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  1. #1
    AO's MMA Fanatic! Computernerd22's Avatar
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    Opinions people on Windows OS

    I need some opinions on what do you think would be the best or most appropriate Windows operating system for home, office, mobile and commercial use. The choices are Windows XP Home, Windows XP Pro, Windows Vista Home Premium, and Windows Vista Business. Sorry windows 7 are not an option here.

    I am thinking Windows XP Pro (my personal fav) but I thought the OS is no longer supported. Then my second option would be Vista Business (only because it is the newest one) what would be your choice and why? All help is greatly appreciated.

  2. #2
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    Hi

    I'm thinking for the average home user, Vista Home Premium. Vista Business would not be necessary in a home environment. Home Premium It is a newer and more up to date OS, thus making it a little more secure and than any version of XP. Software and hardware support are there so the average user wouldn't have to worry about compatibility. With todays computers Vista is alot more usable than it once was. XP is just too old for home use nowadays, product support is being phased out. Vista Home Premium is perfectly capable of running in a home environment.

    Now for office use I would go with Vista Business. Newer technologies exist in Vista that make it easier to manage and work with and more secure. Again, software and hardware support are there so compatibility is not an issue. Product support is also not an issue since Vista is still supported by Microsoft.

    For mobile use I would go with any version of Windows XP. XP is a low impact OS so battery life would be better compared to Vista. For mobile computing you really dont need anything more. XP fits the bill.

    Commercial use is a bit different. Computers then become task specific. XP Professional or Vista Business would work. There are really too many factors in a commercial environment to pick an OS. It would all depend on what said computer would be used for and the software that would run on it.

  3. #3
    Gonzo District BOFH westin's Avatar
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    Sorry windows 7 are not an option here.
    Why? Is it a cost thing, or was it not an option on your assignment?
    \"Those of us that had been up all night were in no mood for coffee and donuts, we wanted strong drink.\"

    -HST

  4. #4
    Super Moderator: GMT Zone nihil's Avatar
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    I guess that Windows 7 has been left out because it would make the choices too obvious, and everyone would come up with the same answers. Not really what you want when setting a college assignment?

    Let's look at EOL (end of life)?

    Windows XP =2014
    Windows Vista = 2015
    Windows 7 = 2015 (apart from "professional and business" which is 2020).

    I am afraid I missed the 60 day trial of Windows 7 Business, but AFAIK it is Professional under a group licensing scheme? anyone know different?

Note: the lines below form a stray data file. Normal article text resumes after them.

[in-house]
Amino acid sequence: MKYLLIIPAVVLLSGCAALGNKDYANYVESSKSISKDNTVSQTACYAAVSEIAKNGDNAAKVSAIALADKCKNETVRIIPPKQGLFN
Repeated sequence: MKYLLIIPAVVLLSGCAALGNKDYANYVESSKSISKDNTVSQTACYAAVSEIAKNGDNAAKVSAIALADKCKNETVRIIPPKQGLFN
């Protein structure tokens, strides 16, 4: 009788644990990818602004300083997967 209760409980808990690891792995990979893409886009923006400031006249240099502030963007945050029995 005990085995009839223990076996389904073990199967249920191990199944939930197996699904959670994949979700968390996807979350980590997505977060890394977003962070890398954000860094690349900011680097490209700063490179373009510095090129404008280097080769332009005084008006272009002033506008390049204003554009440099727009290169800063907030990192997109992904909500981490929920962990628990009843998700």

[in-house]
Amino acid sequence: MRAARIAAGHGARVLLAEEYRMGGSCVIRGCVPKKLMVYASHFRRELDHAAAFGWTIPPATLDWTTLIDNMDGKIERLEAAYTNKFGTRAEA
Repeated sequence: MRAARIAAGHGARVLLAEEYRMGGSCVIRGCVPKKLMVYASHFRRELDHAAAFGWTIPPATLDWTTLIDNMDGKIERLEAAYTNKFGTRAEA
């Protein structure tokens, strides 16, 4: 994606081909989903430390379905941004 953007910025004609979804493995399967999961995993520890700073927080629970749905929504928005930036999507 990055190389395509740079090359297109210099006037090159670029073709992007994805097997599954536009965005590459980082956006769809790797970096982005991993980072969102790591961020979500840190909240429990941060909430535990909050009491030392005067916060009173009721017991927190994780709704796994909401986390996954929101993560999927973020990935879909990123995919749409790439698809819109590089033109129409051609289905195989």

Right CN22, to your question.

    DEPLOYMENT...........HOME[2]..........OFFICE.........MOBILE[1]......COMM.

    XP HOME..................Y.....................Y..................Y.................N

    XP PRO....................Y.....................Y..................Y.................Y

    VISTA HOME P..........Y.....................Y..................Y.................N[3]

    VISTA BUSINESS.......N[5].................Y..................Y.................Y[4]


    NOTES:

    1. It is assumed that this is a fully fledged laptop, rather than a Tablet PC or Netbook. These would normally use XP Tablet PC or Vista Home Basic, with the Vista choice being dictated by the fact that they won't support Aero visuals.

    2. "Home" usage depends on what the requirements are. Windows XP has a "Home Entertainment Center" version that might be preferable. It is basically XP Pro with audio, video & graphics enhancements "out of the box". This is standardly available in Vista Home Premium, but not in Vista Business. I guess that gives Vista HP the edge in the home scenario?

    3. It is assumed that "Commercial" means deployment across an enterprise. This suggests that bulk licensing is a requirement, as well as support for advanced network management, workgroups, group policies et cetera. Vista Business meets most of this but the "true" version would be Vista Enterprise. I think you might be able to get a bulk licence for Vista Business in some markets at least?

    4. It would work insofar as desktop functionality is required, but may not available under bulk licensing in most developed markets (OECD Countries). You would really want Vista Enterprise for this, so the Business edition would be the next best, given the available choices.

    5. This would work but the software is for a commercial environment and does not have the Mediacentre and HDTV support that Home Premium does. You might see this where home connectivity to a work environment is a requirement.

    Basically all the OSes would "work" in all the deployments, only some are more suitable than others.